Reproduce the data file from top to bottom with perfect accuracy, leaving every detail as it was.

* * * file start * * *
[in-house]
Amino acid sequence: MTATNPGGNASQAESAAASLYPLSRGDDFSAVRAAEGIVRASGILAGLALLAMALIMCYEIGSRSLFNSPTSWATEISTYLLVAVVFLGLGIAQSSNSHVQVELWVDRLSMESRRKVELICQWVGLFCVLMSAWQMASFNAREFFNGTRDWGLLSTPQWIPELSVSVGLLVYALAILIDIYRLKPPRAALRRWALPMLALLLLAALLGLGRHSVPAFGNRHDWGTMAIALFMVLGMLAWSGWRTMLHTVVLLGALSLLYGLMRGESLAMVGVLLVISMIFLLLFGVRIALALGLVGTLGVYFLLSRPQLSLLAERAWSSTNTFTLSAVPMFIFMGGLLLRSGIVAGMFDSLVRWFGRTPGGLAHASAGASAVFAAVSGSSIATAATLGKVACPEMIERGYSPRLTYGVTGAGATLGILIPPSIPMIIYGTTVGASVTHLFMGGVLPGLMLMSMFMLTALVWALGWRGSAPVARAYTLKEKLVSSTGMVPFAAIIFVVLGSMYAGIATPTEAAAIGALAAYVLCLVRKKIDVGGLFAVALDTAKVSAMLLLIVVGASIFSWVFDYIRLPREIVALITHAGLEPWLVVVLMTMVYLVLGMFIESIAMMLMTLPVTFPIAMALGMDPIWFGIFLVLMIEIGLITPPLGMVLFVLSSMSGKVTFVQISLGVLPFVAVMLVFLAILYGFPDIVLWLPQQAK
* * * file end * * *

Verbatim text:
[in-house]
Amino acid sequence: MTATNPGGNASQAESAAASLYPLSRGDDFSAVRAAEGIVRASGILAGLALLAMALIMCYEIGSRSLFNSPTSWATEISTYLLVAVVFLGLGIAQSSNSHVQVELWVDRLSMESRRKVELICQWVGLFCVLMSAWQMASFNAREFFNGTRDWGLLSTPQWIPELSVSVGLLVYALAILIDIYRLKPPRAALRRWALPMLALLLLAALLGLGRHSVPAFGNRHDWGTMAIALFMVLGMLAWSGWRTMLHTVVLLGALSLLYGLMRGESLAMVGVLLVISMIFLLLFGVRIALALGLVGTLGVYFLLSRPQLSLLAERAWSSTNTFTLSAVPMFIFMGGLLLRSGIVAGMFDSLVRWFGRTPGGLAHASAGASAVFAAVSGSSIATAATLGKVACPEMIERGYSPRLTYGVTGAGATLGILIPPSIPMIIYGTTVGASVTHLFMGGVLPGLMLMSMFMLTALVWALGWRGSAPVARAYTLKEKLVSSTGMVPFAAIIFVVLGSMYAGIATPTEAAAIGALAAYVLCLVRKKIDVGGLFAVALDTAKVSAMLLLIVVGASIFSWVFDYIRLPREIVALITHAGLEPWLVVVLMTMVYLVLGMFIESIAMMLMTLPVTFPIAMALGMDPIWFGIFLVLMIEIGLITPPLGMVLFVLSSMSGKVTFVQISLGVLPFVAVMLVFLAILYGFPDIVLWLPQQAK